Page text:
Part of this is a problem on the Qi Gong end of things, Qi Gong and related therapeutic modalities (Chinese Medicine has huge problems in this area as well) was hugely watered down over the 20th century, first by the cultural revolution, which resulted in the destruction of a lot of literature, the death of many masters and the dispersing of many more out into the Chinese diaspora. Then there was the resurgence of interest in Qi Gong during the 80's "Qi Gong Mania" years, where the Chinese government initially tried to use Qi Gong as something of a replacement for the spiritual institutions they had destroyed a few decades back by spreading watered down or often completely falsified techniques as legitimate training, and then cracked down on this again when several "Guru" figures rose to power and influence. Much of the Qi Gong which has made it to the West (although not all) stems from this era, and is only loosely connected to the traditional lineages. In short, those lineages which did manage to preserve the more effective techniques went underground and are only in the last decade or two emerging (partially thanks to the internet), while the watered down "Qi Gong" cooked up by the Chinese government, often little more than calisthenic exercises, was taken up and spread to the West where it was believed to be the real thing. The end result is that, much like Indian Yoga, there's a large portion of watered down training out there with partial and limited effectiveness.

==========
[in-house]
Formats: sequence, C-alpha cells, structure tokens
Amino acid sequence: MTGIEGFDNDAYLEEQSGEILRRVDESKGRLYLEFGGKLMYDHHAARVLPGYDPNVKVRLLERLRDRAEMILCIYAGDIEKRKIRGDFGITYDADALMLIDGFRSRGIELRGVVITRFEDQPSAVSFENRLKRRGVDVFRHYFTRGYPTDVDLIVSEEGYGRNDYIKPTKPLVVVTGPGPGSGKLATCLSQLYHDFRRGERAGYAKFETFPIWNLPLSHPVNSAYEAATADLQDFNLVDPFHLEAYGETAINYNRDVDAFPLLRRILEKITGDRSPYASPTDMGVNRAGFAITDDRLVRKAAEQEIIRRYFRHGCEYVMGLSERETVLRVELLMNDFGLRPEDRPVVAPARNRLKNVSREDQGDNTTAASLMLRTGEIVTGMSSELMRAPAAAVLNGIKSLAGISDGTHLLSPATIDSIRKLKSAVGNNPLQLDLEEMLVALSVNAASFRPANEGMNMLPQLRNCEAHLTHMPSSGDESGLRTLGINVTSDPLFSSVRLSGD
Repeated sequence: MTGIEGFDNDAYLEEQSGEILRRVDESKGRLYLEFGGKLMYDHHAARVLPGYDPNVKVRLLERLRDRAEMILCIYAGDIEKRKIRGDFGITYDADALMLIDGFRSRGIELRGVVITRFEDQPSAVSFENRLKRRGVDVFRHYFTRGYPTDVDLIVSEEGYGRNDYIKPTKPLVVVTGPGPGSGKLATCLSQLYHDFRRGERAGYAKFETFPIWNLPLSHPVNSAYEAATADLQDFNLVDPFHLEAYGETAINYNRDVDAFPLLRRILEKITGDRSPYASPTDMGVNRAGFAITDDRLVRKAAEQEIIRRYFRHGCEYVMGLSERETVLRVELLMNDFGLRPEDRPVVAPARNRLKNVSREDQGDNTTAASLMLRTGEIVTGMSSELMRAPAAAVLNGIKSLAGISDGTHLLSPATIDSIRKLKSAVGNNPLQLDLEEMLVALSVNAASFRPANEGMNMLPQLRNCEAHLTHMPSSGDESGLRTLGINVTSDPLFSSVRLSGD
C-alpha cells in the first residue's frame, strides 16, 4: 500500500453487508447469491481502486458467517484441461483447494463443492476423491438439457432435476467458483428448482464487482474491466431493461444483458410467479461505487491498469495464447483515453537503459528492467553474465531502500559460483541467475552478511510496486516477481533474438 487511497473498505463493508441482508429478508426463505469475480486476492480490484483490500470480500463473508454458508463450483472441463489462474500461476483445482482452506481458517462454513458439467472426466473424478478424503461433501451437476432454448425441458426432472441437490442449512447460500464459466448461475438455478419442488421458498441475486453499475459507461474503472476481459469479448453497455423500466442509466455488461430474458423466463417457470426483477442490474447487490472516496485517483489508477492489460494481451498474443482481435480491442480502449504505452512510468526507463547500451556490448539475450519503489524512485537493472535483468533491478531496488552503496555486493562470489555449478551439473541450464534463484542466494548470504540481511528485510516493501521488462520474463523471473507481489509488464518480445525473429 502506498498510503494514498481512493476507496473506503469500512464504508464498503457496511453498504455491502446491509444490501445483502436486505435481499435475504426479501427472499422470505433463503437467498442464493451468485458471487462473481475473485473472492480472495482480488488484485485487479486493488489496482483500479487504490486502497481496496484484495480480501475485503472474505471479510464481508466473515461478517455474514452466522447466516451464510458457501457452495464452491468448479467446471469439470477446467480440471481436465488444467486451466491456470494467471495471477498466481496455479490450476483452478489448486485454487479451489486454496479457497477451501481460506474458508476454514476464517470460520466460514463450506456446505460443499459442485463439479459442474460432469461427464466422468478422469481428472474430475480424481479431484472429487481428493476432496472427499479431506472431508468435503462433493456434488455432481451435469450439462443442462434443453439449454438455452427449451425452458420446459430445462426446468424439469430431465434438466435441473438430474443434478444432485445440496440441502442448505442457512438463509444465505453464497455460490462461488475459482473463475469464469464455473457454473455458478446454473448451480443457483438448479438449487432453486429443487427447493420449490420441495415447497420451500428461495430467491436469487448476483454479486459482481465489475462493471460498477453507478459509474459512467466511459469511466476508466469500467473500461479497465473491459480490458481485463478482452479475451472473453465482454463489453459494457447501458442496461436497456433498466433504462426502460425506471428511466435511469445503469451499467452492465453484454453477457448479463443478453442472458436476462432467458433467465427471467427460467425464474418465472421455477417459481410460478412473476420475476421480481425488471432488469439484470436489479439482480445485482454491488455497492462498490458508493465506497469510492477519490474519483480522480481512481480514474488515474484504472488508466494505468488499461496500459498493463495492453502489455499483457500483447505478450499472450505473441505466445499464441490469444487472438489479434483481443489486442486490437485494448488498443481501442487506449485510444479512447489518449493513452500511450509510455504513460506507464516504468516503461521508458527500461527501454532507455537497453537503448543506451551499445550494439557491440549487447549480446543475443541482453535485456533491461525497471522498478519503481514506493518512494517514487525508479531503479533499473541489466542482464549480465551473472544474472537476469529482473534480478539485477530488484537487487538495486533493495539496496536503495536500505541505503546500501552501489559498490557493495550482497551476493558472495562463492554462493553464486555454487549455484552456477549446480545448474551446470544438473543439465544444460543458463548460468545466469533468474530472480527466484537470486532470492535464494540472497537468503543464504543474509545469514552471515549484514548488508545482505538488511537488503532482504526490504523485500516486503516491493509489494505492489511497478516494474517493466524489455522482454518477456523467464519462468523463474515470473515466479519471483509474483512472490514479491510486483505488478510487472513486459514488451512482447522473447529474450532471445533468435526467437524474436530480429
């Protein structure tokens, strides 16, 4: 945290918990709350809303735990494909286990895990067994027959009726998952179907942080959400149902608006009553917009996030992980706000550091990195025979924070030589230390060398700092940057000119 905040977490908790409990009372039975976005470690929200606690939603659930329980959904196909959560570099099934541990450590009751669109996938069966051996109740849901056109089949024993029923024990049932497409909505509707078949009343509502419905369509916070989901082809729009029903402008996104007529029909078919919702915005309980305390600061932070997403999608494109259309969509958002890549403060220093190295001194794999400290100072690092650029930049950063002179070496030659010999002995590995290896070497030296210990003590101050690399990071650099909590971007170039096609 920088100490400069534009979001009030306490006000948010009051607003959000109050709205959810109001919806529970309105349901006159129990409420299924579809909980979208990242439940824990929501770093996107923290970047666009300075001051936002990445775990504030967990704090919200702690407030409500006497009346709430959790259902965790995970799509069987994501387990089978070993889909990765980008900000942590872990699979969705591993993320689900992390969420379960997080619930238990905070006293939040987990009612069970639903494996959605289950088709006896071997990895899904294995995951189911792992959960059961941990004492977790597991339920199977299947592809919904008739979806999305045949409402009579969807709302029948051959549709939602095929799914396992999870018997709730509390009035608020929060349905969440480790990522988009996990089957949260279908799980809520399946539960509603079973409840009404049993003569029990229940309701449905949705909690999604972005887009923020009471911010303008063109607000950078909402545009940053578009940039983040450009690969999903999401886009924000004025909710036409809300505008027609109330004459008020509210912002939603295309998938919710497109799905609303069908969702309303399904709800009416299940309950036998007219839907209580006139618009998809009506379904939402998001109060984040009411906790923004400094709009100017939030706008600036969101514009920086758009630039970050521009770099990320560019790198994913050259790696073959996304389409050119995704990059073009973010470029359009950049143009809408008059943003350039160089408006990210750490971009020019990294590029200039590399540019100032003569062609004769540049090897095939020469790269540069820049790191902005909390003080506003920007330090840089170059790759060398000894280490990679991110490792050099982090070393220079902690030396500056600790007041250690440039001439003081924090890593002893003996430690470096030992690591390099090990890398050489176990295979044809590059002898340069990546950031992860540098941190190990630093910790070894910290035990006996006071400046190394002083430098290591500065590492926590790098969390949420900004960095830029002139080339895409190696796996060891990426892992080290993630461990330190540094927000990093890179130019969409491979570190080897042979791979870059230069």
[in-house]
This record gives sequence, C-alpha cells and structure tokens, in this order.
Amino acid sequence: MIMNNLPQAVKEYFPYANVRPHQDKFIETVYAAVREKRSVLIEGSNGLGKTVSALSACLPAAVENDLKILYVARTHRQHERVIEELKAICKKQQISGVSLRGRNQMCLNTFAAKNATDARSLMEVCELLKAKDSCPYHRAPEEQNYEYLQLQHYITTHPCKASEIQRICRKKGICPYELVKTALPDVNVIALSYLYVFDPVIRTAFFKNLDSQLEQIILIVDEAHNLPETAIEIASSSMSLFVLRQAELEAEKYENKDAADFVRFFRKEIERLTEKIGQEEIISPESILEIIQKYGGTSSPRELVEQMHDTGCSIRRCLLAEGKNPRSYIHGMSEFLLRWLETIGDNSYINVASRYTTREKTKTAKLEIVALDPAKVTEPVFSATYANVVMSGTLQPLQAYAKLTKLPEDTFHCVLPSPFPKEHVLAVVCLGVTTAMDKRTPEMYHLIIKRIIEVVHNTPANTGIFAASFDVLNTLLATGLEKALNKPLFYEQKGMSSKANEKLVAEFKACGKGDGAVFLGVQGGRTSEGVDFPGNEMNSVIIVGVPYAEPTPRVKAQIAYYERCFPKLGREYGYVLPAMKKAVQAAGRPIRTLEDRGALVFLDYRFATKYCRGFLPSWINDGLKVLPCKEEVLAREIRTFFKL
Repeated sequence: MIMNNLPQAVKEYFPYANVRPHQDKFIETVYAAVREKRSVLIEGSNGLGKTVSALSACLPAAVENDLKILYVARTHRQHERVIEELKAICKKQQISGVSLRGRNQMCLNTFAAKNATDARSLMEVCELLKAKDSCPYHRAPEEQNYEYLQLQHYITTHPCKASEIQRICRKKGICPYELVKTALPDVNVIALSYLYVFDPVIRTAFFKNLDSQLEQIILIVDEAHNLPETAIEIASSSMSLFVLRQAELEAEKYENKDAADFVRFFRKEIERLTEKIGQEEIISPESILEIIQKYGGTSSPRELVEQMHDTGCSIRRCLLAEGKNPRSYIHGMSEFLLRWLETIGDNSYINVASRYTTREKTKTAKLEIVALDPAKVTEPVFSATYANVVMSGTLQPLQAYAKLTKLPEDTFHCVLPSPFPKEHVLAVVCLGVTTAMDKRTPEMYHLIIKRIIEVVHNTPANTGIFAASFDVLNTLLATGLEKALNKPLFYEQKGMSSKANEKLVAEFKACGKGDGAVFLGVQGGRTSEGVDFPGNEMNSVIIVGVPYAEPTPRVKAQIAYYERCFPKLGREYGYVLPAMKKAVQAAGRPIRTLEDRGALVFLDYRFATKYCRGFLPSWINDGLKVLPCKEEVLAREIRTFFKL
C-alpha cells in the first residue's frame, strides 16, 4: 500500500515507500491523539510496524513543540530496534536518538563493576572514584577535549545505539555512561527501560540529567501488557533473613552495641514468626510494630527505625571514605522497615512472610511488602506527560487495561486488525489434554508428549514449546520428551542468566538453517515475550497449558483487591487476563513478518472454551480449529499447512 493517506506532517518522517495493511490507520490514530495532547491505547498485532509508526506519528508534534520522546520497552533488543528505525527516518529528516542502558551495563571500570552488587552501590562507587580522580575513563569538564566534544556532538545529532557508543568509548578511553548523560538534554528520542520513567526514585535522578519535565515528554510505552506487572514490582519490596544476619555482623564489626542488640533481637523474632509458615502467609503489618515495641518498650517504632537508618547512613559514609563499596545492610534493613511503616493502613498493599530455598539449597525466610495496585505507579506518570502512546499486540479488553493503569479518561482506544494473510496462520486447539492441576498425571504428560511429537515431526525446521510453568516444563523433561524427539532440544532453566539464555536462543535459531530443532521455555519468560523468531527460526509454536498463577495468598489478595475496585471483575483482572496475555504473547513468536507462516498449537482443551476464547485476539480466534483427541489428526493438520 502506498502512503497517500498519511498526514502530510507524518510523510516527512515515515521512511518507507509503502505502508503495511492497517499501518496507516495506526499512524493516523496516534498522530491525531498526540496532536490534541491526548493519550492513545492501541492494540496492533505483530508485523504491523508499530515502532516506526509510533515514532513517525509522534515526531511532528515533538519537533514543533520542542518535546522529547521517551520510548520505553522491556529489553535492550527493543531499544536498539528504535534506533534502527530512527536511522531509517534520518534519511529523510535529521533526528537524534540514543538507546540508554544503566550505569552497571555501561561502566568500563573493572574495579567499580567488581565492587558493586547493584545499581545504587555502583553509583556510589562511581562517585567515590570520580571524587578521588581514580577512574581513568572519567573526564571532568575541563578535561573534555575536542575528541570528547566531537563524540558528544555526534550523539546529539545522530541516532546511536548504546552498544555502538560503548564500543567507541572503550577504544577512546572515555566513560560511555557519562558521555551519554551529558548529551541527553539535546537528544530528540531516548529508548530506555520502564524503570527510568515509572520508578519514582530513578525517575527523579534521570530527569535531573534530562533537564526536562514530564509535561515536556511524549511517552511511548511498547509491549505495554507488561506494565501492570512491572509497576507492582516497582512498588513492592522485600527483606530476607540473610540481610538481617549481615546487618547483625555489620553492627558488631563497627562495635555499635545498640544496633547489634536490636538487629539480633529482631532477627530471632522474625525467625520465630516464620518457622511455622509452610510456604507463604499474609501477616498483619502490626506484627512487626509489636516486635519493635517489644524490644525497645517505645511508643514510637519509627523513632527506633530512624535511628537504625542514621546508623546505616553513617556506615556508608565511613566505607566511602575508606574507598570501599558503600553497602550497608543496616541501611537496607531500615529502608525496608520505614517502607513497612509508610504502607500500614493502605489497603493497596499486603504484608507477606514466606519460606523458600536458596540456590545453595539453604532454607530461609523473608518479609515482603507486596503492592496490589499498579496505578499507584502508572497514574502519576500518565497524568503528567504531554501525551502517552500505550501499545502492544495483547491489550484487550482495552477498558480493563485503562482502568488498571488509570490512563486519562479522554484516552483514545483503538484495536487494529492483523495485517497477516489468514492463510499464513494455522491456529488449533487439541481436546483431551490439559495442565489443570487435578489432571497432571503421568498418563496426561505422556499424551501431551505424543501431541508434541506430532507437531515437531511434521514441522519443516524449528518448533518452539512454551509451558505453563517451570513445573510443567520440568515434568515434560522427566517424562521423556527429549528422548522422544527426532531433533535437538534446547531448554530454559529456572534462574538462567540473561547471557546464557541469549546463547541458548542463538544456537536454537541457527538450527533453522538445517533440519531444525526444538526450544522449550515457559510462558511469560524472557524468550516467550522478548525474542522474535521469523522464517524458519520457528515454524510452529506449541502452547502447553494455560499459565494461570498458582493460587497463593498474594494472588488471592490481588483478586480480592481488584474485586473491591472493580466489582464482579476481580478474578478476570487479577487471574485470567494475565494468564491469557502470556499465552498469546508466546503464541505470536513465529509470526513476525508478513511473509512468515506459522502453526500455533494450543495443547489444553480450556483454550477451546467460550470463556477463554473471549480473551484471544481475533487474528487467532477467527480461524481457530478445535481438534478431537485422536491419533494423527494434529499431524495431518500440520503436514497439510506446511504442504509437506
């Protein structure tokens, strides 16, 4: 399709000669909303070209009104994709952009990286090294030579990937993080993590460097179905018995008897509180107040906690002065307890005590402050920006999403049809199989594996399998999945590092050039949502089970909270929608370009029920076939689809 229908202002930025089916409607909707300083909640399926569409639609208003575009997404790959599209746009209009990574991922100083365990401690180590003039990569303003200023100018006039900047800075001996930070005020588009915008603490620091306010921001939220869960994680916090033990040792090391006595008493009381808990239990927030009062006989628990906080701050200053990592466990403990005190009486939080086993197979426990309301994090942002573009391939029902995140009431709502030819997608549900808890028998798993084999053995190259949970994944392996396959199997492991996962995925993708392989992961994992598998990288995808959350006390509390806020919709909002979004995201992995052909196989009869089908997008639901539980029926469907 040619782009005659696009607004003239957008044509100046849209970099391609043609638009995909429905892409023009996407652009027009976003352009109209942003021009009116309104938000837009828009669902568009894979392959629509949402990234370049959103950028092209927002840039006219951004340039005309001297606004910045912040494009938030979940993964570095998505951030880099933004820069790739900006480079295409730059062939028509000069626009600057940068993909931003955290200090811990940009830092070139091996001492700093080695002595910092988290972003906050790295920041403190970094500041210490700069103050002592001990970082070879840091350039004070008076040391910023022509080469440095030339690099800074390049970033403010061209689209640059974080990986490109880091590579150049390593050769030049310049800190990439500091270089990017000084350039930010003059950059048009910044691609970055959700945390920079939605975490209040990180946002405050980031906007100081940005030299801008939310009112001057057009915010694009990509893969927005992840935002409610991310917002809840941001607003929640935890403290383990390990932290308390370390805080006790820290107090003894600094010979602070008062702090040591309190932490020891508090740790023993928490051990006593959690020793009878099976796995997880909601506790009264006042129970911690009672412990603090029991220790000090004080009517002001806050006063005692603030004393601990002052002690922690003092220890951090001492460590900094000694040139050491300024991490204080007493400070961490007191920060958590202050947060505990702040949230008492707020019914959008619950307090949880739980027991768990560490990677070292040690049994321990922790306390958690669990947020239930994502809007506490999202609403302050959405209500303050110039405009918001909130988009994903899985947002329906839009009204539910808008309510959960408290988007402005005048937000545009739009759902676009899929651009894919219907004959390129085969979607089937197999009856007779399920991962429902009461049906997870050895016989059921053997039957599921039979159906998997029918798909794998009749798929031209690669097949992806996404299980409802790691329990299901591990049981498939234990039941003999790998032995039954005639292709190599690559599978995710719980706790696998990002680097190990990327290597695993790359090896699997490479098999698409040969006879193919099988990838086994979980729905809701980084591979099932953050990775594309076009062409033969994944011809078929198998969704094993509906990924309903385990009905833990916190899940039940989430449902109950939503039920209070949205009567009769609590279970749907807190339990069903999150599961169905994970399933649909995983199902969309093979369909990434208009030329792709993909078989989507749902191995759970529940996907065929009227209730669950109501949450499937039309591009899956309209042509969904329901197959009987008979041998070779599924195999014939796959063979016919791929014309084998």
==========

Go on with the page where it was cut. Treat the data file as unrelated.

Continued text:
But a large part of the problem is also on the Western scientific end. Quite simply, there's an enormous stigma against displaying interest or belief of any kind in these subjects, doing so publicly, let alone expressing interest in performing research on it, can cause profound damage to a scientist's career and their standing in the scientific community. Science has, ironically, become incredibly dogmatic when it comes to these matters, instead of approaching them in the proper mindset of skeptical but impartial inquiry.